Here we have what until now has been the only known specimen and record of a Rough-toothed Dolphin from Victoria. And it's a skull that was collected from a specimen found at Hobson's Bay near Melbourne and that was discovered in the 19th century.
On my left we have a skull of the Bottlenose Dolphin, typically seen in Port Phillip Bay, and on my right is the skull of the Rough-toothed Dolphin. And we can nicely see here some of the key features, which we can use to distinguish between the Rough-toothed Dolphin and the Bottlenose Dolphin.
Firstly, in the Rough-toothed Dolphin, we have a quite a narrow upper jaw and in the Bottlenose Dolphin it's quite broad and flat. Also, if we look at the undersides here of the eye socket, we can actually see that in the Rough-toothed Dolphin there's this long, scroll-like ridge which is absent in the Bottlenose Dolphin.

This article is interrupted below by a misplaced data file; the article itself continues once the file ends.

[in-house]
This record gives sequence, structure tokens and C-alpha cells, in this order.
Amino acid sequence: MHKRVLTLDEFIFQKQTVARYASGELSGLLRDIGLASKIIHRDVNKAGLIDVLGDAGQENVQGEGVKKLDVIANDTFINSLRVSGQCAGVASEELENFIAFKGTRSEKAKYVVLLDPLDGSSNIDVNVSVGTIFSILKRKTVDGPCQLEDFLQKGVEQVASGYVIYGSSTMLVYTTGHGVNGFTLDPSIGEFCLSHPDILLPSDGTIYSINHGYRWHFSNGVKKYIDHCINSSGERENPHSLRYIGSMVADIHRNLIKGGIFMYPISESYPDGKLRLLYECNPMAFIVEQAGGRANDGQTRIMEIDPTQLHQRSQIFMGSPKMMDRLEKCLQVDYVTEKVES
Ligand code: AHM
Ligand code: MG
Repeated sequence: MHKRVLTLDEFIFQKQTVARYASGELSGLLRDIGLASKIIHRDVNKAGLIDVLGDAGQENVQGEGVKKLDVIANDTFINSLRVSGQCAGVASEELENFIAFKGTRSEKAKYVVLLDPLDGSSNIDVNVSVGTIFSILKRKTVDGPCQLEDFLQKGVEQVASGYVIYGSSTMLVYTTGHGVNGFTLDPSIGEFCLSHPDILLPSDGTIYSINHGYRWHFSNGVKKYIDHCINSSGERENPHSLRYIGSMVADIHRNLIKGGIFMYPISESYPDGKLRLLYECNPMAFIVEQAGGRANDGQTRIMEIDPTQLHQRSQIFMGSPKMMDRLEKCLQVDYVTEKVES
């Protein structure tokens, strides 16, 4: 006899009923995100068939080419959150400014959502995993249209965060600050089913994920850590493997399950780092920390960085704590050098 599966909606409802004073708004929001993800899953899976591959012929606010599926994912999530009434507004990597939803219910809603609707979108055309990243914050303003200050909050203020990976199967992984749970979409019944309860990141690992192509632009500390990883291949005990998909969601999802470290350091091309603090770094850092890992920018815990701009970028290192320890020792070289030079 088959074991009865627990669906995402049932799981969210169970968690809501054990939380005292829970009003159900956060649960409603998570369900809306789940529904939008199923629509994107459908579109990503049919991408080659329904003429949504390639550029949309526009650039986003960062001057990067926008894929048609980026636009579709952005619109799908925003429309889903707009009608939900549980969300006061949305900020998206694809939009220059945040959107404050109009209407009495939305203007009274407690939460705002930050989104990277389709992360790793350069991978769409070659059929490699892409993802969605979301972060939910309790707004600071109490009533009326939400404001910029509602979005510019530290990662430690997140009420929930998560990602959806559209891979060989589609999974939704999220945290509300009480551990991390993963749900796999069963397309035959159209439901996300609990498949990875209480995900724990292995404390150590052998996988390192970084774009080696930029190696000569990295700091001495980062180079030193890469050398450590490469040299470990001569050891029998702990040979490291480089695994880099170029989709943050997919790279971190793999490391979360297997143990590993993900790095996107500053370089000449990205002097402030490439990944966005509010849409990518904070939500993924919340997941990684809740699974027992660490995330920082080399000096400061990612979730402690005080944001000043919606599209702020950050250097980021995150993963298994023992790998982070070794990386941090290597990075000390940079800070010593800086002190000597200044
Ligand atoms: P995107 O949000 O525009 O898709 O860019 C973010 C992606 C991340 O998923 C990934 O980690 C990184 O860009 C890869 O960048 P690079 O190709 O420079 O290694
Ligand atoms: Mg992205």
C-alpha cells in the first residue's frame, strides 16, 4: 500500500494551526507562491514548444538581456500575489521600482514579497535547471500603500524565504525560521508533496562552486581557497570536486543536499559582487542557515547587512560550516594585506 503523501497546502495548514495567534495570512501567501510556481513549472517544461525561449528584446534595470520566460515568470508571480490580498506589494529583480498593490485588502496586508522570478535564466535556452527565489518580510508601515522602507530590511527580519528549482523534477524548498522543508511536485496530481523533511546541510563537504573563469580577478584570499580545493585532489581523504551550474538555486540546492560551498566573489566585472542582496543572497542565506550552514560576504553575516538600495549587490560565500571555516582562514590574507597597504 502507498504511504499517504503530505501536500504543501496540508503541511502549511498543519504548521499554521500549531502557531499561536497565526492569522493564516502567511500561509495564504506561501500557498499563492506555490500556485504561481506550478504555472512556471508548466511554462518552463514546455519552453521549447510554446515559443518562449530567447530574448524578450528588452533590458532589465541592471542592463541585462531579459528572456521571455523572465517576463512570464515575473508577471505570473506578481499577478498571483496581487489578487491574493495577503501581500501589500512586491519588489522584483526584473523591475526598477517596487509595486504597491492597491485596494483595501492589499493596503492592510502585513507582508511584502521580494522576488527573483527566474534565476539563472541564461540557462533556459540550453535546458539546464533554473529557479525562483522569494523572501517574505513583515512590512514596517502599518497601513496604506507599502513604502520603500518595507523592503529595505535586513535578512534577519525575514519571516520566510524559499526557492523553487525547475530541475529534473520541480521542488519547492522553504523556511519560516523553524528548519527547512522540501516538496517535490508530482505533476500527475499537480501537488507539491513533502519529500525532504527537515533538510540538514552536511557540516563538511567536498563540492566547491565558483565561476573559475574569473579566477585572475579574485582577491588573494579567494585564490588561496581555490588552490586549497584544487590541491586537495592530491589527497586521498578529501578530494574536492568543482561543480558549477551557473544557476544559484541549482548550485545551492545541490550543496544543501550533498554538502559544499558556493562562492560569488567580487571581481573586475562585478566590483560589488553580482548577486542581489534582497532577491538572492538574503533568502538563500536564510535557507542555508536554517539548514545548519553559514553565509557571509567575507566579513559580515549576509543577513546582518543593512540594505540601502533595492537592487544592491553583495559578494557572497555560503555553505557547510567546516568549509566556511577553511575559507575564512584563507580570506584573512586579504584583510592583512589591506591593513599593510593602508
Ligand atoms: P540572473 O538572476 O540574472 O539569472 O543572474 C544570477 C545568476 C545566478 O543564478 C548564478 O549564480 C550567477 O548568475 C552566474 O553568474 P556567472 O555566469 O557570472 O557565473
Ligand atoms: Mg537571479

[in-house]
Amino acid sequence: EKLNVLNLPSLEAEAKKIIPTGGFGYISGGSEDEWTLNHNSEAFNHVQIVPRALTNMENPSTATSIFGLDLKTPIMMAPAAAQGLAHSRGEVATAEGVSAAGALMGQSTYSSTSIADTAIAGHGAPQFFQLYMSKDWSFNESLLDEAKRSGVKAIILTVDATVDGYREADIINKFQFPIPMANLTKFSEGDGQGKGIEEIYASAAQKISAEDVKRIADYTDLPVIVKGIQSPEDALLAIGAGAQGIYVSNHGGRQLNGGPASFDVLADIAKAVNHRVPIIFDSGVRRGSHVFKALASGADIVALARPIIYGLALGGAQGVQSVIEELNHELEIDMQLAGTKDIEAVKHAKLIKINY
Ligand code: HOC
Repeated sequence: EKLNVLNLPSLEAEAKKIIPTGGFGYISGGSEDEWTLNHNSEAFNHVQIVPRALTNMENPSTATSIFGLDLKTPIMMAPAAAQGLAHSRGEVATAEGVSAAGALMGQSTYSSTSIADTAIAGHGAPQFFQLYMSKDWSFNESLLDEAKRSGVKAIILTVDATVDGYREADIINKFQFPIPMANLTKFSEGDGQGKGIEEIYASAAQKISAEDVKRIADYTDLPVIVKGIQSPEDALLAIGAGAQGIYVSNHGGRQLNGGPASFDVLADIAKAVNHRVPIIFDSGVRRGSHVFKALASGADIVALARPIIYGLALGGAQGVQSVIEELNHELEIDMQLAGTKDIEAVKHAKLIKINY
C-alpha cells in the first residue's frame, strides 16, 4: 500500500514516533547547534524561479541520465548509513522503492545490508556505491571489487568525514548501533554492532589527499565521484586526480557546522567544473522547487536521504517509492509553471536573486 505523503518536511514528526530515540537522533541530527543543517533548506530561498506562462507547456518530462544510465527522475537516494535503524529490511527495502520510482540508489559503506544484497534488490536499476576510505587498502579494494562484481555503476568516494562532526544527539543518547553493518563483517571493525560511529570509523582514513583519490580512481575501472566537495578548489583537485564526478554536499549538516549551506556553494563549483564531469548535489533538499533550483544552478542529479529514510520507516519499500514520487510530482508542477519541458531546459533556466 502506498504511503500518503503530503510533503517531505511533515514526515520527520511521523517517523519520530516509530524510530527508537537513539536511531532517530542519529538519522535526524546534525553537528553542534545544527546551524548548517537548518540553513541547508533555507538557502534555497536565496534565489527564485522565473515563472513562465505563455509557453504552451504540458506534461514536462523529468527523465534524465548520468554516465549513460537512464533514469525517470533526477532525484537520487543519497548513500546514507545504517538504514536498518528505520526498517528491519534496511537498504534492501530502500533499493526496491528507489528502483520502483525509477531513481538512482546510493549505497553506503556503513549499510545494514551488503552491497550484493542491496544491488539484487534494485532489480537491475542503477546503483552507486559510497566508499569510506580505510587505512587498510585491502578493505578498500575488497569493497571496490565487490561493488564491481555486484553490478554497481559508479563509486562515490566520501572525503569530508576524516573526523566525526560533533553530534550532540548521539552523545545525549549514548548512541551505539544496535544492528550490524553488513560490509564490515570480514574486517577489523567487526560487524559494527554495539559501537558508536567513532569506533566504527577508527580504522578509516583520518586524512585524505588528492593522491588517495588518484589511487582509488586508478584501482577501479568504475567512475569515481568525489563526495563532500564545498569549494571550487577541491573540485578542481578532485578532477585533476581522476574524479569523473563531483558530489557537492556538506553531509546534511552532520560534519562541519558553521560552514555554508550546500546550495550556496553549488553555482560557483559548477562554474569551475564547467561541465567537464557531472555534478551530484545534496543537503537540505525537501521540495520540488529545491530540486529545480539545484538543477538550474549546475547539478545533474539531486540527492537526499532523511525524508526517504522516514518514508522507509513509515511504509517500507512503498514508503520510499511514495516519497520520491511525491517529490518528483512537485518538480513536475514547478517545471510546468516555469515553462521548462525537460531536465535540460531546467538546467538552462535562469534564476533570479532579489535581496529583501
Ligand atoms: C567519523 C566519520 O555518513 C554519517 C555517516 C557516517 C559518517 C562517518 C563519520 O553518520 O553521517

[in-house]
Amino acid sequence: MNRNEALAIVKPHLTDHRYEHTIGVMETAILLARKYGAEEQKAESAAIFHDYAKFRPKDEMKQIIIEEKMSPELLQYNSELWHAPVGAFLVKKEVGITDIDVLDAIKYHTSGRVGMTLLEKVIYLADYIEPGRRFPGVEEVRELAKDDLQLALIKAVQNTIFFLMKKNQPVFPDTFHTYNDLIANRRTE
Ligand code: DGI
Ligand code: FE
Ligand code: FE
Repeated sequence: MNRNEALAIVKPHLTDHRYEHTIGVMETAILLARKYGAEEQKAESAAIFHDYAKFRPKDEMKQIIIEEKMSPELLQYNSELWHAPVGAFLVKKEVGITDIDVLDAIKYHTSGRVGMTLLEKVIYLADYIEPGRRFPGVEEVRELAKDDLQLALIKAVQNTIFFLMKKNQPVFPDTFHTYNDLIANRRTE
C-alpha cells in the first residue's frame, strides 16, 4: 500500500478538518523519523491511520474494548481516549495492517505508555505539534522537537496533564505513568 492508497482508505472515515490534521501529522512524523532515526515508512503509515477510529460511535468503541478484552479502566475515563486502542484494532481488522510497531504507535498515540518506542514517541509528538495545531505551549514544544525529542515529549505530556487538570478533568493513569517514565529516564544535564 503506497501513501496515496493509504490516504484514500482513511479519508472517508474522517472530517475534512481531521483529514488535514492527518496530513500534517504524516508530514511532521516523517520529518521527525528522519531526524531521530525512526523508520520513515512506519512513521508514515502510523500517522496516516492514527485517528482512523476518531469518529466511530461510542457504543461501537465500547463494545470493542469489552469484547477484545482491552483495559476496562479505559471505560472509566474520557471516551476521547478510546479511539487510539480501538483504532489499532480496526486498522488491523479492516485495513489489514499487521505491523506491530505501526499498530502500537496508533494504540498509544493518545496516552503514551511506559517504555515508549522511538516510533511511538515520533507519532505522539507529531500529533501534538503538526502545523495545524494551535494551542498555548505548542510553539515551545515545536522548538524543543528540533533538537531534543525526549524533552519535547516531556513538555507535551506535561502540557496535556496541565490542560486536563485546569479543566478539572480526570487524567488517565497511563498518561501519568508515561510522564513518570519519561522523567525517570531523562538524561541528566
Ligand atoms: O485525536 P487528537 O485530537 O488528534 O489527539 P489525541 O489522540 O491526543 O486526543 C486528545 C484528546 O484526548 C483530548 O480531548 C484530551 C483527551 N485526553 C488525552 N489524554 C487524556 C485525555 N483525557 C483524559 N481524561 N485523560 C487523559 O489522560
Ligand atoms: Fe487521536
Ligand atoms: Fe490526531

Lastly, if we look at the join between the two halves of the bottom jaw, we can see that in the Rough-toothed Dolphin this join, or as it's technically known, a symphysis, is quite long whereas in the Bottlenose Dolphin it's much shorter.
It's using characteristics like this on skull specimens in our museum collection that we can use to actually distinguish between closely-related species. One day myself and Dr Kate Charlton were doing some research on Bottlenose Dolphin skulls in the museum's Mammalogy Collection and we came across this one particular skull and we immediately thought this doesn't really look like your typical Bottlenose Dolphin for a number of reasons. And that really gave us that hint that this was in fact a different kind of species. We used these diagnostic features to determine that this was in fact a Rough-toothed Dolphin and therefore the first record of that species from Victoria.